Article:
Hot Weather Mowing Tips
Put mowing on the top of your to-do list!
Grass is growing in full glory and the weekly rainstorms make it difficult to mow your lawn. Prioritize mowing when nature allows and mow your lawn as often as possible.
- Read this summer mowing blog for your warm season grass.
- If your grass is tall, mow higher than typical and gradually bring the height down - this will prevent scalping
- Get an Automower robot lawn mower to do the job for you! It can still mow in the rain.
General July Lawn Tips
It's high summer and high time to be enjoying that lawn. Here are your July tips to keep your lawn looking perfect.
It's HOT - Water your lawn!
- Watering Established Lawns: Make sure your lawn gets at least 1" of water a week, unless you have TifTuf Bermuda, then water only when you observe stress.
- Watering New Sod: Check your new sod for moisture multiple times a day. To keep new sod saturated, you may need to water daily (or twice daily) until the new sod is tacked down with new roots.
Instructions on how to Water New Sod >>
- Watering Established Tall Fescue: Provide at least 1" of water a week, maybe up to 2".
- Watering New Tall Fescue Sod: We advise against laying Tall Fescue in the summer months. Wait until September to lay Tall Fescue sod.
- Aerating & Compost Topdressing for Fertilization of warm-season lawns: Now's still a good time to aerate and provide nutrition with our OMRI Listed Soil3 Compost.
Learn about this process >>
- It's time for fertilizer on warm season lawns. If you don't aerate and compost-topdress with Soil3 organic compost, then use one of our fertilizer blends.
Learn about our fertilizer >>
- Stop fertilizing Tall Fescue lawns for the summer; resume again in the fall. We'll let you know when.
Summer Disease Alert
- You received our weather change alert in June about prime conditions for Bipolaris, a lawn disease triggered by constant moisture on leaves and high nitrogen fertilization. If you're seeing signs of this disease in your lawn, learn more in this Bipolaris blog post.
- In rainy areas, we're getting calls about Dollar Spot on warm season lawns. Thankfully this is easy to treat with an application of fertilizer because Dollar Spot is a disease caused by low fertility. We have 16-4-8 + Iron in stock, but if you have something with Nitrogen (example: the first number in, say, a bag of 10-10-10) go ahead and apply that. Note: Dollar Spot is rarely ever seen on Centipede lawns.
See Dollar Spot pictures here >>
- Brown patch is appearing on Tall Fescue and Zoysia too. If you've had problems with this disease in the past, this wet year is certainly a year to commit to a monthly habit of applying fungicide throughout the growing season.
Conversely to Dollar Spot above, Brown Patch can be augmented by too much fertility, so back off on fertilizer if you're seeing it.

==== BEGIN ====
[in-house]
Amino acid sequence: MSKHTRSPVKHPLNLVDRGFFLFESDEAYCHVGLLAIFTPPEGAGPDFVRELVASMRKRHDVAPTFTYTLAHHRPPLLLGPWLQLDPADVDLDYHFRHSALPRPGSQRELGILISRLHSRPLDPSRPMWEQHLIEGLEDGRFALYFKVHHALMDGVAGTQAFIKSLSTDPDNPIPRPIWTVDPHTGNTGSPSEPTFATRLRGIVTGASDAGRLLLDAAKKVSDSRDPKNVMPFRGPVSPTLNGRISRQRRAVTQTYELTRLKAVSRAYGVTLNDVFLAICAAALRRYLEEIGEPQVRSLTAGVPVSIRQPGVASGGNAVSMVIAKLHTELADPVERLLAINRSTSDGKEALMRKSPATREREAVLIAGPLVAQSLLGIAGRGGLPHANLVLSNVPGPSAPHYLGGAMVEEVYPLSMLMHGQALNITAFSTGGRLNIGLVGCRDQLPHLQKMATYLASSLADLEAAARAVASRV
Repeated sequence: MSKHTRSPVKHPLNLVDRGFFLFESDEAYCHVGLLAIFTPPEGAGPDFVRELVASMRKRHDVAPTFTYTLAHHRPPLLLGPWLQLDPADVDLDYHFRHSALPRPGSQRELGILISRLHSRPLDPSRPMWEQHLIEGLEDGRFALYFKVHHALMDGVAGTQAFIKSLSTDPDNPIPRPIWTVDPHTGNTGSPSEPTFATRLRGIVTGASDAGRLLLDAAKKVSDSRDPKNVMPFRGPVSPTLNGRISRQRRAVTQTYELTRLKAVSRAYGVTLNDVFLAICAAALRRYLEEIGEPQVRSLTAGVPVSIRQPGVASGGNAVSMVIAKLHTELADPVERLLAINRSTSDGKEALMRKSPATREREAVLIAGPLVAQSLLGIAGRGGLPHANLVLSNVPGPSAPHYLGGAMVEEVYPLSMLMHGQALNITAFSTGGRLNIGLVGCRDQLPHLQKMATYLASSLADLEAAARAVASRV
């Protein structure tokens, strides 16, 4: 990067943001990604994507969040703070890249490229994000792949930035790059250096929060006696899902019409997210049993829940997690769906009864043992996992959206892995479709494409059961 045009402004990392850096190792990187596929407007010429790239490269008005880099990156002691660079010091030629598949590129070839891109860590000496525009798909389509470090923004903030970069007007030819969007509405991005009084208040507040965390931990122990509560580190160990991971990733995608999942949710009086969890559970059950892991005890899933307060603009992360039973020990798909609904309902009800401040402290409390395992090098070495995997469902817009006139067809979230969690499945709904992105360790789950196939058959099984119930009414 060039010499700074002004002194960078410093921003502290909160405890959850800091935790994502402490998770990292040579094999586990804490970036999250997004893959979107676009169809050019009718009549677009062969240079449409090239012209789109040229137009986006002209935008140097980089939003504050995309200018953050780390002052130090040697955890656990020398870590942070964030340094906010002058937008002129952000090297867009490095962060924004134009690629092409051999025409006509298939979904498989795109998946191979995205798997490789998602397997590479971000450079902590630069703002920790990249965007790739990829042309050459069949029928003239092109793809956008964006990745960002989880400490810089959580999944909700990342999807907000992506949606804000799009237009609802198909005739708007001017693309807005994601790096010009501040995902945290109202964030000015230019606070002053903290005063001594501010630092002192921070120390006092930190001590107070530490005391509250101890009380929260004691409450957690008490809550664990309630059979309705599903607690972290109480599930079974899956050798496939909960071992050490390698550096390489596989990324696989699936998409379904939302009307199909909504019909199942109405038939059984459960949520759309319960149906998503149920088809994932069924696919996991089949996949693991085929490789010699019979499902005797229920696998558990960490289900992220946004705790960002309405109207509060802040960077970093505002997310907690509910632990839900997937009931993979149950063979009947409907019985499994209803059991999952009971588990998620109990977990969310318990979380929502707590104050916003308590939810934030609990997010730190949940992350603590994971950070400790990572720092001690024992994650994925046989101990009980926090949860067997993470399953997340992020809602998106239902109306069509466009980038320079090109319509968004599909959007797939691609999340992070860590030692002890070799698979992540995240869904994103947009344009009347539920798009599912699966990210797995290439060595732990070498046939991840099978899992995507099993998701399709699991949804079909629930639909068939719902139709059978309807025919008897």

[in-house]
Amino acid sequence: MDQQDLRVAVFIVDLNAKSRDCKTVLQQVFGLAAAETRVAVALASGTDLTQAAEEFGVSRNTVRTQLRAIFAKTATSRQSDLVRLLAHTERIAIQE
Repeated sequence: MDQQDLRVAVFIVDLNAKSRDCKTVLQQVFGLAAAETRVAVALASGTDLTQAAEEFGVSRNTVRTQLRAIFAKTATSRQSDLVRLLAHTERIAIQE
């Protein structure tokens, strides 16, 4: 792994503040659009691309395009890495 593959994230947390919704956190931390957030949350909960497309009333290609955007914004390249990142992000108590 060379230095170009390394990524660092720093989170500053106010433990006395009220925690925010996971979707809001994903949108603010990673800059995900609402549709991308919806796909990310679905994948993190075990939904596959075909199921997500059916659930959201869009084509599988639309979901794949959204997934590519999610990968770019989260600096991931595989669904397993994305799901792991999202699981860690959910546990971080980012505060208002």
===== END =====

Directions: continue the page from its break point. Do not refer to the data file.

For Tall Fescue, it's best to take preventative action and apply fungus control for the duration of the summer months. The high temperatures and rainy weather can cause Fescue fungus issues - better treated now than later. Typically, preventative applications are made at 14 to 30 day intervals, depending upon the fungicide.We sell fungicide products.
See Brown Patch pictures here >>
Summer Insect Control
- Do you need to control Grubs? Come by for products!
Look at grub ID pics >>
- Scout for Sod Webworms.
Educate yourself about them here >>
- Armyworm Alert: Fall Armyworms (FAW) are back in full force this year. Though their name suggests they hold off until the fall, we're already seeing summer reports of FAW in newly installed lawns.
FAW can devastate your lawn. When you see them, treat your lawn immediately. They can cause devastating damage to new turf within 24 hours! Scout your lawn daily.
Keep an eye out for their eggs and if you start to see damage like a "front line," arm yourself with pesticides against these marching larvae/caterpillars/"worms."
We have products in stock to treat fall armyworms.
Read our blog on Identifying and Treating Fall Armyworms.
- Centipede Pest Warning: Two-lined spittlebugs are appearing this year in Centipede lawns thanks to a summer of excessive moisture. The culprits are easy to spot due to the spittle on your lawn and the two lines on the back of the insect.
Be on the lookout for these pests and treat quickly before they damage your Centipede.
Come by your local store for spittlebug products!
Summer Weed Control
- It's too late to apply pre-emergent herbicides to stop spring and summer weeds from germinating. The weed seeds have already germinated, even if you can't see them. Weed and Feed products at this time are a waste of money. However . . .
- Summer is when post-emergent weed control comes into play. Come by for products!
- Like we mentioned above, keep lawns mowed. This prevents weeds from flowering, forming seeds, and germinating all over again. Regular mowing will help to stop the weed cycle.
- Mulch in flower/shrub beds and on bare earth is AMAZING at controlling weeds.
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Topics: Bermuda, Centipede, Elite Tall Fescue, fall armyworms, fertilizing, lawn care tips, Monthly Lawn Care Tips, Organic Compost, Weed Control, weeds, Zoysia, Pest Control, Disease Control, DIY, Cool Season Turfgrass, seasonal lawn care, Automower